Proposals from teams that aren't the Lakers or Mavericks won't be tapered as much. Berger, in fact, already says organizations are scrambling, "feverishly" trying to secure a "premium" first-round draft pick to buoy any offer.
That's not going to happen next season, when Love's free agency is on the horizon. Frankly, it's amazing it's happening now. Saunders himself has maintained that teams are holding onto top picks for dear life in anticipation of deep 2014 and 2015 draft classes.
"Either everyone wants to keep their picks or if you want to trade players, people are trying to get your pick and people aren’t as apt to do something like that—not only this year, but next year, too," he told The Pioneer Press' Andy Greder.
A continued willingness to unload coveted assets for Love puts the Timberwolves in a maneuverable situation. But that luxury has an expiration date. After this season, the best offers, the ones headlined by top-tier assets such as "premium" draft picks and the ability to pawn bad contracts off on willing suitors, won't exist in the (modest) volume they do now.
Doing the Right Thing
Being responsible is the worst.
We all know the feeling. Your friends are out bar-hopping and miming Chris Kattan's dance moves from A Night at the Roxbury. You, meanwhile, are stuck at home, tending to your sick cat or doing your significant other's laundry, when all you want to do is Kattan-it-up with your peeps after having spent large sums of money earmarked for bills on a new pair of pumps or radian suit jacket.
The Timberwolves are living that nightmare. They have a superstar in Love, and they are one of only three teams that rank in the top 10 of both offensive and defensive efficiency, joining the Oklahoma City Thunder and San Antonio Spurs. All they want to do is party, or in this case, contend for a championship.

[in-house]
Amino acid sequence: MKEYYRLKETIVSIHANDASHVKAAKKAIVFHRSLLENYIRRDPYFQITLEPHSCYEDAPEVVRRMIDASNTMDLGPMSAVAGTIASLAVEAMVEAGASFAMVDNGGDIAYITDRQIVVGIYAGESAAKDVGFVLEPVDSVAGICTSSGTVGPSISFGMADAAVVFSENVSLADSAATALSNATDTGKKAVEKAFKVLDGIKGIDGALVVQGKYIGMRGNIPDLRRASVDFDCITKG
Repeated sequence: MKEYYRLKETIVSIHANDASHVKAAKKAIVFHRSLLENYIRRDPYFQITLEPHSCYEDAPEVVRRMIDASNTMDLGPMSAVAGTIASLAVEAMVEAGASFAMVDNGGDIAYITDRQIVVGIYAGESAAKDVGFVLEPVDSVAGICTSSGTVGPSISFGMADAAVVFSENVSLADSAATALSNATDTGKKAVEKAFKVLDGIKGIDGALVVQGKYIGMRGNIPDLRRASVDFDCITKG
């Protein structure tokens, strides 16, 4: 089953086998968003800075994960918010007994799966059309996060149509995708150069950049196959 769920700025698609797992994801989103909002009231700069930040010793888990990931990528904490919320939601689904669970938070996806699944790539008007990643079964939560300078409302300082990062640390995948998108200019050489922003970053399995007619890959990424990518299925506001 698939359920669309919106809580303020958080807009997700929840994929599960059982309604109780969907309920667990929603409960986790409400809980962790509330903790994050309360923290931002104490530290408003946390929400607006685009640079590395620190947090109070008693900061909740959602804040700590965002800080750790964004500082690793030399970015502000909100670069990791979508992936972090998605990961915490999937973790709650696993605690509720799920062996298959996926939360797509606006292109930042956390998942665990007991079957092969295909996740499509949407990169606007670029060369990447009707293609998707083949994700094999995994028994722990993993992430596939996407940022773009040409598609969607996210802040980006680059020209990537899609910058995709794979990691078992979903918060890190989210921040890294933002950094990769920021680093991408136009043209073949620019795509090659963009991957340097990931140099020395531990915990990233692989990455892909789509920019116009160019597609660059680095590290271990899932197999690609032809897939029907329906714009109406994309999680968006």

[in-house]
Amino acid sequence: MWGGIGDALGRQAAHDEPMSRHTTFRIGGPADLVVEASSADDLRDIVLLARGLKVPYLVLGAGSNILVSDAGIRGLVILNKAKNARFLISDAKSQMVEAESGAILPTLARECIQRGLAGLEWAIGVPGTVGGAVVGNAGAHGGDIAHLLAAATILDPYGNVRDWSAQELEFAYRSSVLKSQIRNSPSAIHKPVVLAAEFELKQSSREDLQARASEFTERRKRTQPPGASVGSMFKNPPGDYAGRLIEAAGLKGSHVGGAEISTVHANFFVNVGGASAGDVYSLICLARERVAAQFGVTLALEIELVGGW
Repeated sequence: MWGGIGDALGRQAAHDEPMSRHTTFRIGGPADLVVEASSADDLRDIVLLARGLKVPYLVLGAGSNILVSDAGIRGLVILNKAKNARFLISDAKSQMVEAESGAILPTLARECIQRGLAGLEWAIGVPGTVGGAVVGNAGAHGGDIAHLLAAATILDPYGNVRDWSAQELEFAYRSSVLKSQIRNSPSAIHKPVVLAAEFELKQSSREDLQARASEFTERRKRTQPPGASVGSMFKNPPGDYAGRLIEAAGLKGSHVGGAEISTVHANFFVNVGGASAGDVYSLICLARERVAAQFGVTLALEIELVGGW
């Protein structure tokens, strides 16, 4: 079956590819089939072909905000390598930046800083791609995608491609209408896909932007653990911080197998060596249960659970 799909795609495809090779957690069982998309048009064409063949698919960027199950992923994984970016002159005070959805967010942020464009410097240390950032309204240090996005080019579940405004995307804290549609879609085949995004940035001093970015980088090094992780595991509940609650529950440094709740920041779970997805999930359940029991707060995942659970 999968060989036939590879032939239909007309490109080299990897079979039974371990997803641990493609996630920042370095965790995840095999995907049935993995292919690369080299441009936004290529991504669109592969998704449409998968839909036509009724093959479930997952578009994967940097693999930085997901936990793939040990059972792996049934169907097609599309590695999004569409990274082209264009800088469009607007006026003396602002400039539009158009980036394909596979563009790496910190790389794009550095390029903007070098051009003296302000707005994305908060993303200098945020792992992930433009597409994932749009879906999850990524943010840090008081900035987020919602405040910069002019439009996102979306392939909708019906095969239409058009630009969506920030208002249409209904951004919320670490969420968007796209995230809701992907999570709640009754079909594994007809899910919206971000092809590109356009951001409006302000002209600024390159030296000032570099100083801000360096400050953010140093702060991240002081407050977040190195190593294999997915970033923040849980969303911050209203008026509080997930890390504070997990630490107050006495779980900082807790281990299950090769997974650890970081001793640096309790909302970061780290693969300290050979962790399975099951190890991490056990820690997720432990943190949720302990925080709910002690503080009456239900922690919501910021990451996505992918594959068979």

But they can't. They aren't. The Timberwolves are six games back of the Western Conference's final playoff spot. Out East, where they build houses of cards—not winners—that's an erasable deficit. In the Western Conference, where anything less than greatness gets you mocked, the Timberwolves can only hope they don't send a late lottery pick (No. 13 or 14) to the Phoenix Suns.
There's nothing left to play for. The Timberwolves aren't going to tank, and they're not going to win. They're stuck. Tanking won't sell Love on the future, and neither will missing the playoffs again.
Instead of attempting to salvage what's left of this mangled vision, the Timberwolves need to do the responsible thing: sift through their dirty laundry on Saturday night.
Love isn't coming back, and it's time to admit it. If the big markets weren't fated to get him—like they do many stars—David Kahn's previous reign of incompetence always was.
Kahn created an irreparable rift when he didn't hand Love the five-year extension he sought. Owner Glen Taylor did the same thing.
What should the Timberwolves do with Kevin Love?
"I don't know who labels people stars, but even [T'wolves owner] Glen Taylor said: 'I don't think Kevin Love is a star, because he hasn't led us to the playoffs,'" Love told Yahoo! Sports' Adrian Wojnarowski in December 2012. "I mean, it's not like I had much support out there."
More than two years later, the scars haven't healed. A regime change has done little to shift Minnesota's fortunes. Watching the Timberwolves invest five years in Nikola Pekovic couldn't have helped, either.
Fair or not, the Timberwolves put themselves here. Saunders isn't responsible, but it's his job to make the most of this incorrigible relationship. And that begins with ending it on Minnesota's terms, before Love inevitably ends it on his.